Assumptions

I was raised on classical music, but I have always loved rock. My favorite bands growing up (and still) are Led Zeppelin and Queen. Another band I always loved was Black Sabbath, whose lead singer is still Ozzy Osborne. Years ago, I was having a discussion about music with a church member, and she was shocked to hear me say this, especially about Black Sabbath (I doubt she had listened to any of their music, which is often the case.) Her face got all twisted (kind of like Dana Carvey’s Church Lady character), and she literally clucked her tongue. “That’s devil music!” she exclaimed. “The name alone is bad enough, but then there’s all that noise!” I admitted that it did sound like metal being crunched at times, but I asked if she had ever listened to them or knew any of the lyrics. She had not.

I went home and got my albums, which I always loved because you could read the lyrics and sing along. I read the lyrics of “War Pigs” (1970) and “Crazy Train” (1980) to her, and she was completely nonplussed. “War Pigs” is about how God will judge politicians and generals for waging useless wars that lead to the death of millions of young people. “Crazy Train” tells us that the world has gone down a terrible road, and that isn’t too late to “learn how to love and forget how to hate.” I then compared them to the much beloved and “wholesome” Jimmy Buffett song, “Why don’t we get drunk (and screw)?” (1973) and asked which one she would let her kids listen to. She said neither, which is too bad. We make assumptions and they make an – well, you know.

It is probably my fault; I actually listen to lyrics and read articles and try to find the truth as much as is humanly possible. And I think a lot. There’s always been too much information for any one person to absorb, and it continues to grow exponentially. Still, too many people go off on clickbait story titles and lurid pictures that draw us in under false pretenses; a kind of bait and switch, if you will. The media knows how to put our knickers in a twist, and we fall for it much too often. A lot of my conservative friends, for example, have refused to watch the January 6 hearings, saying it’s a set-up. They probably don’t know that all the witnesses are Republicans who were loyal to President Trump, and they like to believe the lie being told as to why the panel is made up the way it is. They automatically assume that it is something it is not. The same can be said for Democrats who blindly support Pres. Biden, regardless of what he does. None of this helps us, and as long as we stay siloed, we will remain a broken nation.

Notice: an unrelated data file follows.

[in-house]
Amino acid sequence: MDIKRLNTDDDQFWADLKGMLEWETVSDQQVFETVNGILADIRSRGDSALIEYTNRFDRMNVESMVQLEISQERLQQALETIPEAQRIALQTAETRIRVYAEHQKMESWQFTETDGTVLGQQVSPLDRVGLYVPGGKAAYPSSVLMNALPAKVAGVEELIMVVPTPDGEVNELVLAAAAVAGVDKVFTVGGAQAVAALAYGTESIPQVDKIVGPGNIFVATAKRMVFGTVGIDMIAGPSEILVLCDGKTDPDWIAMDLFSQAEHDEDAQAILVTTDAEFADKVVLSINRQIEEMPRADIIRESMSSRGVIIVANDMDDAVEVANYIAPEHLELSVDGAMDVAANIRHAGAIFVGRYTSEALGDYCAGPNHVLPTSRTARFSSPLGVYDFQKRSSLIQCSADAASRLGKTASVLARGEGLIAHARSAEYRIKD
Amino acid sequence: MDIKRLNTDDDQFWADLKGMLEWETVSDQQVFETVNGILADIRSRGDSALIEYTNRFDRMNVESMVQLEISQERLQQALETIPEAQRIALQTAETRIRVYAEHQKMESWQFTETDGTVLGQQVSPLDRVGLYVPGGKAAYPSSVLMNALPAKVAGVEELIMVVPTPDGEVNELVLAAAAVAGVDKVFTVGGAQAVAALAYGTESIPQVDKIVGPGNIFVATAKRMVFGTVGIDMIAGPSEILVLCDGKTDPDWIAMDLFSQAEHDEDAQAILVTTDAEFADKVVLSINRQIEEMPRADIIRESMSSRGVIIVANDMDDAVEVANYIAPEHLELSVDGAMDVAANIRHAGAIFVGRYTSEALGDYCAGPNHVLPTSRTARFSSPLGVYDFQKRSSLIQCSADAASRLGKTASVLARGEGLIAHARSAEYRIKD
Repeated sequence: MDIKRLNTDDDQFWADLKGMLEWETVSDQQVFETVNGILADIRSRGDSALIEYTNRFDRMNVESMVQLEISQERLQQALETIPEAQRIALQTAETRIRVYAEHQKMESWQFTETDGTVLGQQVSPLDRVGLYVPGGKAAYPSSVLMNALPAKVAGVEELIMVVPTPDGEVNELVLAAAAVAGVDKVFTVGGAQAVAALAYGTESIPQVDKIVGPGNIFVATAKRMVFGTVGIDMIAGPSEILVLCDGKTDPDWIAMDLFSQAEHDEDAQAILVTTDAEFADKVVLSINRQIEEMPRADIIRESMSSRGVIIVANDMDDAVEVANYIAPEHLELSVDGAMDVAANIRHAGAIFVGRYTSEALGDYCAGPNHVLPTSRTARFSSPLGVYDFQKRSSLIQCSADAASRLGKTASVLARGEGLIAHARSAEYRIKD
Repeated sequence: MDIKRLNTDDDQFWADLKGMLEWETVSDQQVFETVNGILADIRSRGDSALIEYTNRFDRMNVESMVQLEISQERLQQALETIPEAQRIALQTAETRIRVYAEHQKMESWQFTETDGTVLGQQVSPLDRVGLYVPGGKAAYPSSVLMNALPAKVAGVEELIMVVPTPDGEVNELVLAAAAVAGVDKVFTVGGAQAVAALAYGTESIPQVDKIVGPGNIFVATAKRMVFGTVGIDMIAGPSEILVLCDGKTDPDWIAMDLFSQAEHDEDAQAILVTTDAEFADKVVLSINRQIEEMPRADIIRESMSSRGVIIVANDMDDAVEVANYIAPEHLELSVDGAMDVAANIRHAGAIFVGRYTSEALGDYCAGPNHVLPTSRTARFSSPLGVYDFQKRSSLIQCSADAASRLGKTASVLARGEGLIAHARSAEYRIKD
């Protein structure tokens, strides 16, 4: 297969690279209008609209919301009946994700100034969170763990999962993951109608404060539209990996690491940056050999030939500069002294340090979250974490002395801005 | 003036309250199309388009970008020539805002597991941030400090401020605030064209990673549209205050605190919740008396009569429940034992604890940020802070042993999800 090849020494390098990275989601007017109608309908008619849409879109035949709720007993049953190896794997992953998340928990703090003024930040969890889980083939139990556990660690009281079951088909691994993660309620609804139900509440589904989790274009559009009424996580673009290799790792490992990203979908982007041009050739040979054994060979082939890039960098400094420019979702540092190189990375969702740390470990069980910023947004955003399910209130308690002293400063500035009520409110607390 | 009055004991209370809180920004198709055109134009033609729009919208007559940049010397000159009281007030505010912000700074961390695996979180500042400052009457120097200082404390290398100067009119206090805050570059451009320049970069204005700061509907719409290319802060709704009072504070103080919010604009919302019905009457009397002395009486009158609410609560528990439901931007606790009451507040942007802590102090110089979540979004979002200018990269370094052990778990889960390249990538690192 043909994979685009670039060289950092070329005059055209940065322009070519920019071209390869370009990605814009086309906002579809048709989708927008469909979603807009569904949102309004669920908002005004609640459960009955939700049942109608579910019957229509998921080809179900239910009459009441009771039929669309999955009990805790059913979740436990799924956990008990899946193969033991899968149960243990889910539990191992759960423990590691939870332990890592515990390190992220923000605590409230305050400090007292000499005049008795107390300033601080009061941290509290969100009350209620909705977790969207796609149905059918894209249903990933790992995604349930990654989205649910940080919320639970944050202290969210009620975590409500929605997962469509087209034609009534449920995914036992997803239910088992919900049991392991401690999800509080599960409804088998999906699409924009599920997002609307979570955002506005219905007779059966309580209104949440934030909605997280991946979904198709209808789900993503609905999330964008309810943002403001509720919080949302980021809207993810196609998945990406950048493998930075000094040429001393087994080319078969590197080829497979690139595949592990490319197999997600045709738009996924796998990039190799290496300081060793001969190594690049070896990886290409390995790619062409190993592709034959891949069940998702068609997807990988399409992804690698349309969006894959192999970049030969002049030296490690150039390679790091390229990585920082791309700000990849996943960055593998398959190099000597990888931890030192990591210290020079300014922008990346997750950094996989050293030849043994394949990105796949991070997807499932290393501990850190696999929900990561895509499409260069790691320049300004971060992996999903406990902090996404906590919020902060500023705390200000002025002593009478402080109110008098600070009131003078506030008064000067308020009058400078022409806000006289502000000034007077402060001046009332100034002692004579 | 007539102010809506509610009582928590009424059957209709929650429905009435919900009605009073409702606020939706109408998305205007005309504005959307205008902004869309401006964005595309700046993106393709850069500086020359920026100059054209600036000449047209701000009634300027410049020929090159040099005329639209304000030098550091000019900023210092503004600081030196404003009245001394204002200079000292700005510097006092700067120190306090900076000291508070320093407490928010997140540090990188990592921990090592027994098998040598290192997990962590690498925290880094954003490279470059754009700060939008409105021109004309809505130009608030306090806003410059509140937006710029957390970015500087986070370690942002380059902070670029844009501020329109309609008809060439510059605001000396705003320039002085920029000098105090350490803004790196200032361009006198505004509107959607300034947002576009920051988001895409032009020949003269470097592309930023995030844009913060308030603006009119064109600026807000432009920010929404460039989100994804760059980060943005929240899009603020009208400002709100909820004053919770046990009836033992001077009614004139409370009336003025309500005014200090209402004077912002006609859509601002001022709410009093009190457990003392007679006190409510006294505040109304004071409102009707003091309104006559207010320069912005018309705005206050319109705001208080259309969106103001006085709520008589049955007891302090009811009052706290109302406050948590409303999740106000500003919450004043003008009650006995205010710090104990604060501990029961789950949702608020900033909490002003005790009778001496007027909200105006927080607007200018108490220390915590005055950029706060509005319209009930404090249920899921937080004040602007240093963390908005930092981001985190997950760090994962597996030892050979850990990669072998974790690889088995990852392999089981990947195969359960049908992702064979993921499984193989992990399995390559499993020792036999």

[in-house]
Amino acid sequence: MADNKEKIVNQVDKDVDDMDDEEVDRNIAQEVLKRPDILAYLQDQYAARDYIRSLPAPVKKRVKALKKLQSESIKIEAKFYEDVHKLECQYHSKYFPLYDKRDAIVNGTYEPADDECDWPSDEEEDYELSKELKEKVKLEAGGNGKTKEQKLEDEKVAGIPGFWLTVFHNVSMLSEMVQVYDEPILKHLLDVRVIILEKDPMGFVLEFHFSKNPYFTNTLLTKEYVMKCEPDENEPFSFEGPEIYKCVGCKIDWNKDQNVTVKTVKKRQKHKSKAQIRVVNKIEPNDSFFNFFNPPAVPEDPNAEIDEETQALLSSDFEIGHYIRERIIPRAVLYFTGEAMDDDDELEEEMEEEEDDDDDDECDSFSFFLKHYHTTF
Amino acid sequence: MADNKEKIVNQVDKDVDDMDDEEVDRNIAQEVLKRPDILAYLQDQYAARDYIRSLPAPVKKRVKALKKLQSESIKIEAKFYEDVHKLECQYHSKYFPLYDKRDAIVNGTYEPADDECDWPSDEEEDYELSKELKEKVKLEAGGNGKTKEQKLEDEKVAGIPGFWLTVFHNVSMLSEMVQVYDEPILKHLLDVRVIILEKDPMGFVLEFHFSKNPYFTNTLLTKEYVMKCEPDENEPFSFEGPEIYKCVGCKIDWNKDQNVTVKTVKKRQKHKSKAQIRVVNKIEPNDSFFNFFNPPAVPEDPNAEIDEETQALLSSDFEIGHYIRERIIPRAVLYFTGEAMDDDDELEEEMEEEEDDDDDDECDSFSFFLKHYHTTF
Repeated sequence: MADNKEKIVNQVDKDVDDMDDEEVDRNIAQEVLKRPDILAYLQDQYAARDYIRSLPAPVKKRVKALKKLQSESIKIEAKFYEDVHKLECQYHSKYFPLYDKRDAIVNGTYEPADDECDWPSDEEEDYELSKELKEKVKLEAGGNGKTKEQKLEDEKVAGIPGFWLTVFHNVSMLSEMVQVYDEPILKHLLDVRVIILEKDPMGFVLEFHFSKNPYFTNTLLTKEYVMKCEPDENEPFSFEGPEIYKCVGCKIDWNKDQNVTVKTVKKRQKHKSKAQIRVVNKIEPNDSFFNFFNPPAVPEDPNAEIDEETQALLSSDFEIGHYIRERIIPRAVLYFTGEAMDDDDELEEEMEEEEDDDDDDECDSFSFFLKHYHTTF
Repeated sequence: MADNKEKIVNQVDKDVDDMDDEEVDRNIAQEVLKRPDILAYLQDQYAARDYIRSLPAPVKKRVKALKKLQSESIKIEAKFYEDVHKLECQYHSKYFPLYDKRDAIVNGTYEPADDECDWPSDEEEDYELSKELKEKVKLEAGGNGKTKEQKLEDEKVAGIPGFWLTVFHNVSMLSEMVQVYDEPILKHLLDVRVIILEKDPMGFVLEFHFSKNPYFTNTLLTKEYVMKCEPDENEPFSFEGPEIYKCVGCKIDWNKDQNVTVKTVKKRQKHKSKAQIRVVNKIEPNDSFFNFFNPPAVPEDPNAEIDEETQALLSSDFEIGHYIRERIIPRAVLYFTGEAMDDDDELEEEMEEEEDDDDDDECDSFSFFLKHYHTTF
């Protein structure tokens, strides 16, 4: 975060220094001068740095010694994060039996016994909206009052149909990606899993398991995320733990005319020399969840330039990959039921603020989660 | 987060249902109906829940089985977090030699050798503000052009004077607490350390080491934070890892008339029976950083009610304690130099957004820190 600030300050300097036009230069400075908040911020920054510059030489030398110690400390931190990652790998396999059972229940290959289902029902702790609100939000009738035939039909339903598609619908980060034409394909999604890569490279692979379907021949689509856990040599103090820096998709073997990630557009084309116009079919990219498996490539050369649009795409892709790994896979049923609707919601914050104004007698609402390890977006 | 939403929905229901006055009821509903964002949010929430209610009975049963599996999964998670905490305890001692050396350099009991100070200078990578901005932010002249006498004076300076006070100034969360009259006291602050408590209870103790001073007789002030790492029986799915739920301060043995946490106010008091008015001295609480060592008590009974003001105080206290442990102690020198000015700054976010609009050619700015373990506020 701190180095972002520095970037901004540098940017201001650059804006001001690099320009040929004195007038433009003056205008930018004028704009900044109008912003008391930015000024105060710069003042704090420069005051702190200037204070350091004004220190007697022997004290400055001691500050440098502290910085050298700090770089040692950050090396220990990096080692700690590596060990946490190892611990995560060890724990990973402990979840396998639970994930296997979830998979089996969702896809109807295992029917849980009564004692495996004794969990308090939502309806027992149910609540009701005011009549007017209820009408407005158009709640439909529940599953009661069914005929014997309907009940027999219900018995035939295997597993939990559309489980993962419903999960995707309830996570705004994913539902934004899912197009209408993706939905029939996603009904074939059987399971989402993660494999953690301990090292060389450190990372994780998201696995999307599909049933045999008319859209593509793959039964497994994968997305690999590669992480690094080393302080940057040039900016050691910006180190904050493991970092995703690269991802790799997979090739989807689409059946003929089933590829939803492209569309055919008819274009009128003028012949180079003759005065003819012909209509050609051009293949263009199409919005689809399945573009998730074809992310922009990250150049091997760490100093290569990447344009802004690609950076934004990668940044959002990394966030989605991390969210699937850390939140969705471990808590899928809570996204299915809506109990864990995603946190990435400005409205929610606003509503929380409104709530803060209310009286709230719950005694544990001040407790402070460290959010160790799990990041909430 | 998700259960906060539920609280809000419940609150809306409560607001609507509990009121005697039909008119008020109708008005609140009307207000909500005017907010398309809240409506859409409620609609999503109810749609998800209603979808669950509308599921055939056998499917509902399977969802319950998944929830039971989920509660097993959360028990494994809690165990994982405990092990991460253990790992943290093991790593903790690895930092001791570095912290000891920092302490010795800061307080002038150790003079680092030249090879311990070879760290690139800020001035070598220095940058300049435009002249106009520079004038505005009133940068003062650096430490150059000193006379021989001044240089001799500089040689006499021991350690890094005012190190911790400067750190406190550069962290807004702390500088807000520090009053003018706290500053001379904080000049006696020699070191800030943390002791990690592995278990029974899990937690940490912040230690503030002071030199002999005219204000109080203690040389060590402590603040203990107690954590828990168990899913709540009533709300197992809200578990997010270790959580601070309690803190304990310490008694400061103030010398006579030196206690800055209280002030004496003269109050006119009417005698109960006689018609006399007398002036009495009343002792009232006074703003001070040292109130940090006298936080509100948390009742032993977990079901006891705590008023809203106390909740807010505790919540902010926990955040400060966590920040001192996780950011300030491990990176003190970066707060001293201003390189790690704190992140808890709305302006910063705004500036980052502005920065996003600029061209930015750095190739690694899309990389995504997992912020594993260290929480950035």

A little more time spent reading and listening might create a lot more understanding. It might allow us to grow beyond ourselves and give us insight into what is really going on in the world. And, of course, admitting we are wrong could also be helpful in healing our nation. Just because we disagree sometimes doesn’t mean we can’t be friends, right? Of course, it would take both of us to make that work. I’m game. You?

Prayer – God, You have given us a great capacity to understand and love, but it seems we don’t always use it. Help us to be better at that. Amen.

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